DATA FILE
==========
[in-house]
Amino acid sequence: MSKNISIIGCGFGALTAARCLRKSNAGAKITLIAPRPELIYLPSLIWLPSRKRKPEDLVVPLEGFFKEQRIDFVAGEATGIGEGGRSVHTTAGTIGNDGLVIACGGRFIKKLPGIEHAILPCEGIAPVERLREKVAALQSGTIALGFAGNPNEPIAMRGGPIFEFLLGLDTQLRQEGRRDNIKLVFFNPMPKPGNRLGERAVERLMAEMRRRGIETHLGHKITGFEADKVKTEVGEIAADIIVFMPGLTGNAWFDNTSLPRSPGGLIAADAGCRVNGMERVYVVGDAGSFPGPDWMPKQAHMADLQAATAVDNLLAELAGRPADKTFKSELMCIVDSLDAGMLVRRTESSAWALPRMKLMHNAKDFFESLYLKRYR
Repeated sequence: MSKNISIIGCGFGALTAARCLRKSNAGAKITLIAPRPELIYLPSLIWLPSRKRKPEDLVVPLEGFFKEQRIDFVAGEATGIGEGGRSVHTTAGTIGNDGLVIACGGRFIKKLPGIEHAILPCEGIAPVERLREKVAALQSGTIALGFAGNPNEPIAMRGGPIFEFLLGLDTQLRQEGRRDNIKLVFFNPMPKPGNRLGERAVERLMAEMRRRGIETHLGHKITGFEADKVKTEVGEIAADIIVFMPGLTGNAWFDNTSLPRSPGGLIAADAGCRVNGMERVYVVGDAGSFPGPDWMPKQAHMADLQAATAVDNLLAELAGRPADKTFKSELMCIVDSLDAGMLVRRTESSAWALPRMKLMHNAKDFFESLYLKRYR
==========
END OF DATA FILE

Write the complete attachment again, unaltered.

[in-house]
Amino acid sequence: MSKNISIIGCGFGALTAARCLRKSNAGAKITLIAPRPELIYLPSLIWLPSRKRKPEDLVVPLEGFFKEQRIDFVAGEATGIGEGGRSVHTTAGTIGNDGLVIACGGRFIKKLPGIEHAILPCEGIAPVERLREKVAALQSGTIALGFAGNPNEPIAMRGGPIFEFLLGLDTQLRQEGRRDNIKLVFFNPMPKPGNRLGERAVERLMAEMRRRGIETHLGHKITGFEADKVKTEVGEIAADIIVFMPGLTGNAWFDNTSLPRSPGGLIAADAGCRVNGMERVYVVGDAGSFPGPDWMPKQAHMADLQAATAVDNLLAELAGRPADKTFKSELMCIVDSLDAGMLVRRTESSAWALPRMKLMHNAKDFFESLYLKRYR
Repeated sequence: MSKNISIIGCGFGALTAARCLRKSNAGAKITLIAPRPELIYLPSLIWLPSRKRKPEDLVVPLEGFFKEQRIDFVAGEATGIGEGGRSVHTTAGTIGNDGLVIACGGRFIKKLPGIEHAILPCEGIAPVERLREKVAALQSGTIALGFAGNPNEPIAMRGGPIFEFLLGLDTQLRQEGRRDNIKLVFFNPMPKPGNRLGERAVERLMAEMRRRGIETHLGHKITGFEADKVKTEVGEIAADIIVFMPGLTGNAWFDNTSLPRSPGGLIAADAGCRVNGMERVYVVGDAGSFPGPDWMPKQAHMADLQAATAVDNLLAELAGRPADKTFKSELMCIVDSLDAGMLVRRTESSAWALPRMKLMHNAKDFFESLYLKRYR